Fuel For Thought
Georgiana Soo, Division 2, 10th grade #ws16e-s2d2

Los Angeles is smog. New York City is vibrant. Seattle is breezy. Taipei is crowded. My hometown is lethargic. And then, there is the one place you can view it all. The gas station is consistent. I never have a specific gas station in mind; I pick and choose my stations depending on how cheap the gas is. But the gas station, universal to cities all over the world, is where people of all classes and races must somehow, sometime find themselves. I turn one way and watch the truck driver puffing at his cigarette, filling his tank up with diesel. I turn the other and watch the businessman wait by his shiny Lexus, chatting incessantly into his phone. I look in front of me and see my dad fishing for his credit card to pay for his fill. The gas station. Constantly overlooked but frequented by all walks of life, it brings people together – if only for a few minutes – and though it is unlikely I will ever meet any of these people again, I find comfort in my favorite place in the world.

My fifteen years of life have brought me all over the world – up the coast of golden California on a road trip, past the border and into cultural Mexico, across the ocean and immersed in bustling Taiwan, and many other places. It would be futile to choose a favorite from my sea of expeditions, and so I opt to choose their similarity. The gas stations in southern California teem with people of all races, wearing all sorts of clothing, speaking an unprecedented number of dialects. The gas stations in Mexico are convenient yet a select few are dangerous scams. The gas stations in Taiwan are ever so helpful, with attendants handling your gas for you as you wait. These pit stops, so numerous as they are, are where I store my memories. I can picture cruising down a beautiful road in a Dodge Charger with the expanse that is Enumclaw on my left and right because I remember the stop my family made for fuel. Lightly snowing Washington D.C. comes to mind because the tour bus stopped for gas and we saw rapper Snoop Dogg’s car directly in front of ours. I am reminded of the smell of falafel and pizza in downtown New York City mingled with the scent of gasoline at the service station. The gas station, though generic and an almost inconsequential landmark, is the book that holds all the pictures I have gathered from across the world. And so how could I choose a favorite place when the seams that bind it all together come in the form of your average everyday pit stop?

But the gas station is not just a reminder to me of my past adventures. Chevron, Pemex, Esso, CPC, all these names mark my future travels as well. The gas station is my constant reminder of all the places I have yet to go and all the experiences I have yet to own. I look at the gum covered floors and envision the numerous pairs of feet that have trekked across this dirty ground. I look at the gum covered floors and wonder who has yet to cover the same floors I have covered. I see not the loud and funny smelling island of fuel when I glance upon a gas station; instead, I see what has been and could be. The gas station stands through day and night, welcoming all weary travelers and frequent folk into its wings, and it serves them without fail. This very concept, in itself, is what draws me to the smog filled center and what amazes me every time.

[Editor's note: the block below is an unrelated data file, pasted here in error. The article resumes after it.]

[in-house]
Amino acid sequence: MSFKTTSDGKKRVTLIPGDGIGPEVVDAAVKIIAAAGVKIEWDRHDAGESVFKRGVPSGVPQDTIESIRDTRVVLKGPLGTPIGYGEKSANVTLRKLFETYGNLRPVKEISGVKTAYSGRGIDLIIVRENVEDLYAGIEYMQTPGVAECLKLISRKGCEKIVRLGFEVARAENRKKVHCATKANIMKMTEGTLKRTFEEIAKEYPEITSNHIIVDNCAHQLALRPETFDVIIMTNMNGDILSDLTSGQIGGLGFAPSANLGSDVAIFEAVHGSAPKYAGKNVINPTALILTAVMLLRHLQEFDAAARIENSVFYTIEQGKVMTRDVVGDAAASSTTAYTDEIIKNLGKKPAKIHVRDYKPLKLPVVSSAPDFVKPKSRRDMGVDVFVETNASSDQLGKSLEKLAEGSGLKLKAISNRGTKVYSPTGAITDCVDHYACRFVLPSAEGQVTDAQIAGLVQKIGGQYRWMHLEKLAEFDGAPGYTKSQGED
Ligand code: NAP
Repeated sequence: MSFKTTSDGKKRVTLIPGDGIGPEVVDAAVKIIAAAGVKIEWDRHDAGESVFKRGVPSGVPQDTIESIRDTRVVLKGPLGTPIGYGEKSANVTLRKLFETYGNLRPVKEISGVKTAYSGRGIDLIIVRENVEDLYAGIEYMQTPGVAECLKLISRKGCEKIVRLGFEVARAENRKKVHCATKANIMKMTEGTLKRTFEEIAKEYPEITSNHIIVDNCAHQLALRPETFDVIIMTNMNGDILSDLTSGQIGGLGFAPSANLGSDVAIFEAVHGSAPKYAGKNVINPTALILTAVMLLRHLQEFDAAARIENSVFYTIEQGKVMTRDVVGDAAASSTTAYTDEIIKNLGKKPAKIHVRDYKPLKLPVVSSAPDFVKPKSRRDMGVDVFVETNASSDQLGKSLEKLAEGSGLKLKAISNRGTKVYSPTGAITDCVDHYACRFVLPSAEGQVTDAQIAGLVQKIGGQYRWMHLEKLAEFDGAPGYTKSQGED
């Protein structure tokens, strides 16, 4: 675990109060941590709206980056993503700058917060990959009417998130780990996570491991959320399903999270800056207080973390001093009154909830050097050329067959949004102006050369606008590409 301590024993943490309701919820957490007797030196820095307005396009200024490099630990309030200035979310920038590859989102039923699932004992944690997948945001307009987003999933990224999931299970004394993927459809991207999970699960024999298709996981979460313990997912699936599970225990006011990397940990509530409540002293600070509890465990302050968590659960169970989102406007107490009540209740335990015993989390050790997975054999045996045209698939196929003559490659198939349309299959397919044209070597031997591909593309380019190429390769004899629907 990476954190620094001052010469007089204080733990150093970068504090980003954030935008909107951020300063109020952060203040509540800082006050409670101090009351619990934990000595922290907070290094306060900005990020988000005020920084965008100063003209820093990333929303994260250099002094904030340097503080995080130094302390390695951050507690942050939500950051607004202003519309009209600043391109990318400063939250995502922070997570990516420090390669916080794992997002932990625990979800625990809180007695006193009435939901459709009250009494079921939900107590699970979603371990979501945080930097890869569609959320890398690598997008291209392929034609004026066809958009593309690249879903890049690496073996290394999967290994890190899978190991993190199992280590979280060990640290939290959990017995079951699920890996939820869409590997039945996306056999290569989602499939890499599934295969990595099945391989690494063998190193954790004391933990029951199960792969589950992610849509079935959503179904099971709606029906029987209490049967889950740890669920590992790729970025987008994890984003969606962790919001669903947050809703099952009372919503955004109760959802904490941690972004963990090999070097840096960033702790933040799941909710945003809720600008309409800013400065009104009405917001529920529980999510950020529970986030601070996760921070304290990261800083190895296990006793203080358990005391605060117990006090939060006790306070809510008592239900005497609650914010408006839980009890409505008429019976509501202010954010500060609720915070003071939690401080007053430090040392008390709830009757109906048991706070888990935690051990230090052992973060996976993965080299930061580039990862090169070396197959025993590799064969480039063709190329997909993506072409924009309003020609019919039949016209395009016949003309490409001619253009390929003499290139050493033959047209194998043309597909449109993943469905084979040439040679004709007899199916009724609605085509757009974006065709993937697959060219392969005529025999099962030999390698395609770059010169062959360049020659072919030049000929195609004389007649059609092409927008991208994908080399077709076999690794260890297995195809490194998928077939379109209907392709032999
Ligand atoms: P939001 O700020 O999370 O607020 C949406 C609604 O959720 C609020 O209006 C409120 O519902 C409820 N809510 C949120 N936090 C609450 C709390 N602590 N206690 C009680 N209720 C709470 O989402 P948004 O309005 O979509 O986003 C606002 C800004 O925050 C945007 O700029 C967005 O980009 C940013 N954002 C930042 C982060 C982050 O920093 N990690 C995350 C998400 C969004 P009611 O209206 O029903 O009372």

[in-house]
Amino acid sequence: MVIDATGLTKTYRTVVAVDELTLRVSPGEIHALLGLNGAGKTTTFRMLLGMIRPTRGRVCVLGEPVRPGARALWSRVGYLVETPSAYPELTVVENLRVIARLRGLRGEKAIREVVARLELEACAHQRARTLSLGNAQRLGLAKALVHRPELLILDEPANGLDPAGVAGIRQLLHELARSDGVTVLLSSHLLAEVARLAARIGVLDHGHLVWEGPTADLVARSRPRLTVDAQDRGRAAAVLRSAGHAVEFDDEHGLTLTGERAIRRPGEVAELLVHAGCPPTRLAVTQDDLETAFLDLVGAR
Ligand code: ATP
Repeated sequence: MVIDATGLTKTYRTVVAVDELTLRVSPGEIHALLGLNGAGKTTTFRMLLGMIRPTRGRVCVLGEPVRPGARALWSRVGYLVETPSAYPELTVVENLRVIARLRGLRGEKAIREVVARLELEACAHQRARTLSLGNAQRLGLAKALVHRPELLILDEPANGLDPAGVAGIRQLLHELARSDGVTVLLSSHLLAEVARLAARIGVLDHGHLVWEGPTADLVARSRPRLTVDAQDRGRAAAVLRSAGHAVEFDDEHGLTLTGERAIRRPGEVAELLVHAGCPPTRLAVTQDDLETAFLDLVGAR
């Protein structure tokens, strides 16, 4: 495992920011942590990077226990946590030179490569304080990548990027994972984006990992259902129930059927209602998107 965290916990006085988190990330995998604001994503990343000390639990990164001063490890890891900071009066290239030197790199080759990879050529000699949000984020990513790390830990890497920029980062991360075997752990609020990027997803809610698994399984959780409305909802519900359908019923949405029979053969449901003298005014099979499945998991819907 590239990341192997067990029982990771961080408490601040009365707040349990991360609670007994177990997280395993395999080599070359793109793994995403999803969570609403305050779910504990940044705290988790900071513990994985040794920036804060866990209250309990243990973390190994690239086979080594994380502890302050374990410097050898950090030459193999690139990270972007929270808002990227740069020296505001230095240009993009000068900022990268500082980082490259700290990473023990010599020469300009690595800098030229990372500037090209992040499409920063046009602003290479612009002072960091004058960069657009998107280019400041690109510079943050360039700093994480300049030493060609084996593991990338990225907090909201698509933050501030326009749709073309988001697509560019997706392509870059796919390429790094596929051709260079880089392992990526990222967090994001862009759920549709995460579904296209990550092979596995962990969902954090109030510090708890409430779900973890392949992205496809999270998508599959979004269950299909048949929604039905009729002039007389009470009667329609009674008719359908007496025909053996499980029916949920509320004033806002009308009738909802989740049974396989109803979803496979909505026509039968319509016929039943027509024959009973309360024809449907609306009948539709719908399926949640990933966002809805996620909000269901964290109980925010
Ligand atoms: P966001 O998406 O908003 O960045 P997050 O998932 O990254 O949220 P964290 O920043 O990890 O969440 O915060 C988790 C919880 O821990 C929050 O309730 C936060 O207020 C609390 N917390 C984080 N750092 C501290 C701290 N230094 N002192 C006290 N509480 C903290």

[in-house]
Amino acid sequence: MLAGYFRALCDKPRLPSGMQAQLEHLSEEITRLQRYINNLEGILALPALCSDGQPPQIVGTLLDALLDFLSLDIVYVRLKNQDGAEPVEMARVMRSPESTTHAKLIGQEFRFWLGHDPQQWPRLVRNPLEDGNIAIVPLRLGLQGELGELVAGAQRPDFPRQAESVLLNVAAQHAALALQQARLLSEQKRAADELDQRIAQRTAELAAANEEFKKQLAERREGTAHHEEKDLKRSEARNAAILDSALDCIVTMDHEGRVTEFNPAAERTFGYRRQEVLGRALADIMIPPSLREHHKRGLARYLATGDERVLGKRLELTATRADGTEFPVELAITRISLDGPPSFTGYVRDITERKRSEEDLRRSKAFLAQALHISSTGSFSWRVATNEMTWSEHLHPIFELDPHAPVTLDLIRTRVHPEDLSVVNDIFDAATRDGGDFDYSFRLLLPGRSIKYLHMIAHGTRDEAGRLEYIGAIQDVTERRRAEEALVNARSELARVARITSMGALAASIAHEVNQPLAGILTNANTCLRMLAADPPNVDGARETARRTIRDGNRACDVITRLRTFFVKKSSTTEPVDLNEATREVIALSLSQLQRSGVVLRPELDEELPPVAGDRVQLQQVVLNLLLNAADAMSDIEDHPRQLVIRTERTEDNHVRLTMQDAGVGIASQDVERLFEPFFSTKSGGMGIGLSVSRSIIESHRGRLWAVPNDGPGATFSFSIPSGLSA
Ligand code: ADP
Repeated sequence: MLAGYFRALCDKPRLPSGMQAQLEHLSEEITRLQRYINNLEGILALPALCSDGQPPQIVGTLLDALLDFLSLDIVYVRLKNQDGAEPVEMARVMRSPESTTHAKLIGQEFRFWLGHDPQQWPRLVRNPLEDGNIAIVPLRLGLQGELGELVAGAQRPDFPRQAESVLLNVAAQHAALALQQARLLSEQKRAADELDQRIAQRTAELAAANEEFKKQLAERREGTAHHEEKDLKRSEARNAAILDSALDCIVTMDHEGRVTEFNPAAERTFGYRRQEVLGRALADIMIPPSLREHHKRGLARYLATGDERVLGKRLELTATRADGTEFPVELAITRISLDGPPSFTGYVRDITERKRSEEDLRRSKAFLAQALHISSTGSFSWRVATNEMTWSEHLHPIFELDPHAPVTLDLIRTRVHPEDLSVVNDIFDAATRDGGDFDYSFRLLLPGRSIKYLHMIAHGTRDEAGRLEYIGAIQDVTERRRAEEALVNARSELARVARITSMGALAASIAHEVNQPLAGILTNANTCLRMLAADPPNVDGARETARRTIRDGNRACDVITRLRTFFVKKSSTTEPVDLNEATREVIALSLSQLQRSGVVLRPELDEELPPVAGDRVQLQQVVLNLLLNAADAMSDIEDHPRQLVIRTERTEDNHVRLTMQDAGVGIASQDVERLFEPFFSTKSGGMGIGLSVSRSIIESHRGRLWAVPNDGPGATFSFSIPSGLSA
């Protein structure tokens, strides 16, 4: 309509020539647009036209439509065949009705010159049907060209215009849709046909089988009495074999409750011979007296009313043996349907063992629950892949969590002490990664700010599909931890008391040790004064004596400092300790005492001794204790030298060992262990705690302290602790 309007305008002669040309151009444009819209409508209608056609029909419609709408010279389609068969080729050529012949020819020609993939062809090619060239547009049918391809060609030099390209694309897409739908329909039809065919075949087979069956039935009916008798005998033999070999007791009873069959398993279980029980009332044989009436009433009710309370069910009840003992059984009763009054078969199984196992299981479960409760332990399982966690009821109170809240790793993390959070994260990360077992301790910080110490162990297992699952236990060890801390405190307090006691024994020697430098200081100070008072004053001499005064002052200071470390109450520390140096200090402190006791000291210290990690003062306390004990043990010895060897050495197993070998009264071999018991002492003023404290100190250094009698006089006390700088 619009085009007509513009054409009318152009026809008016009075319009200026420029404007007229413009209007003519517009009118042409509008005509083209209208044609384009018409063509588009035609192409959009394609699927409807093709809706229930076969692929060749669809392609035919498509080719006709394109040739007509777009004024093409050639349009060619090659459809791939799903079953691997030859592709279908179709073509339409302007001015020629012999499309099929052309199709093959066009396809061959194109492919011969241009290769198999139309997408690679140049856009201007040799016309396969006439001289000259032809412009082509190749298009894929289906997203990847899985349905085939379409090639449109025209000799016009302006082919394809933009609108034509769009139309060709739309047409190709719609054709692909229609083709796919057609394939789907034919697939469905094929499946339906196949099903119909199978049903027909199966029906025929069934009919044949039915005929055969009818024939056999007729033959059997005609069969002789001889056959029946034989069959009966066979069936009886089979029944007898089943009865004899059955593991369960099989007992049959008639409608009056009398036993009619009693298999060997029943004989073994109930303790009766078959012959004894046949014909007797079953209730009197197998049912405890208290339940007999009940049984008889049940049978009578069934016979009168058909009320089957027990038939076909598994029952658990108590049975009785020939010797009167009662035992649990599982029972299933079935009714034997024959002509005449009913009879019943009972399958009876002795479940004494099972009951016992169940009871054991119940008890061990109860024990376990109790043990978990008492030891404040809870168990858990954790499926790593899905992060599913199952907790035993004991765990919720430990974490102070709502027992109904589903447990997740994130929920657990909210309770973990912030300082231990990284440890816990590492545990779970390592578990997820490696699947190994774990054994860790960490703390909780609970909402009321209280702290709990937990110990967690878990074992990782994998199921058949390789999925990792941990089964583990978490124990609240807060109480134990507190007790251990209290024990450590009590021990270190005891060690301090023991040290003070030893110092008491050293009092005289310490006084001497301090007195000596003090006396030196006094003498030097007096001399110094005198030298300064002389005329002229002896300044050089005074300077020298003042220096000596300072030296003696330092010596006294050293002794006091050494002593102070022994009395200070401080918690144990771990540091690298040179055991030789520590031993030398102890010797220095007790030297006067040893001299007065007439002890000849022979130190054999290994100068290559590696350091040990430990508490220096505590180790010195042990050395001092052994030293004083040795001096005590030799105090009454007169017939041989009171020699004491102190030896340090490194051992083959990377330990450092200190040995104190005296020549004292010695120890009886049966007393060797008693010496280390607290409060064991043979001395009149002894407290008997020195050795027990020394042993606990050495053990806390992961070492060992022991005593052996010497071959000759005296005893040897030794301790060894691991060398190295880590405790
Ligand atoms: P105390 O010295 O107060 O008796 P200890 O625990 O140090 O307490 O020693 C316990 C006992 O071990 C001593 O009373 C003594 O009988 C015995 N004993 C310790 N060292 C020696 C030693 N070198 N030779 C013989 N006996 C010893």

Singer Lionel Richie once said, “I just like people. I’ll hold a conversation at a gas station. It’s not about the fame and the fortune, I just like people.” And people indeed, is what the gas station has to offer. For often, if one looks beneath the surface of things and thinks about staples of life just a little more, certain hidden life treasures might be found. In my eyes, the gas station is one such hidden life treasure. It takes on the facade of a grungy commonplace part of our day we frequent. It steals a few minutes out of our lives as we wait impatiently for our tanks to fill up. It exists purely for our efficiency and has ingrained itself into our routine. And yet, the gas station’s other side is one of unparalleled experiences. It hides the lives of the many who have stopped for fuel. It is one of the few places in the world where a millionaire entrepreneur might rub shoulders with a grocery store clerk. Most importantly, it holds my past, present, and future in its grease covered floors. For just like my five year old self, my fifteen year old self still finds delight in visiting the gas station and observing all the walks of life around me. And just like my fifteen year old self, my twenty five year old self will undoubtedly continue to do the same. For I know that wherever the rest of my life takes me and whatever journey I decide to walk, whether it remain in the United States or across oceans in some distant land, my favorite place in the world, my safe haven of observation, will always be waiting there for me. I will always be able to find the gas station.
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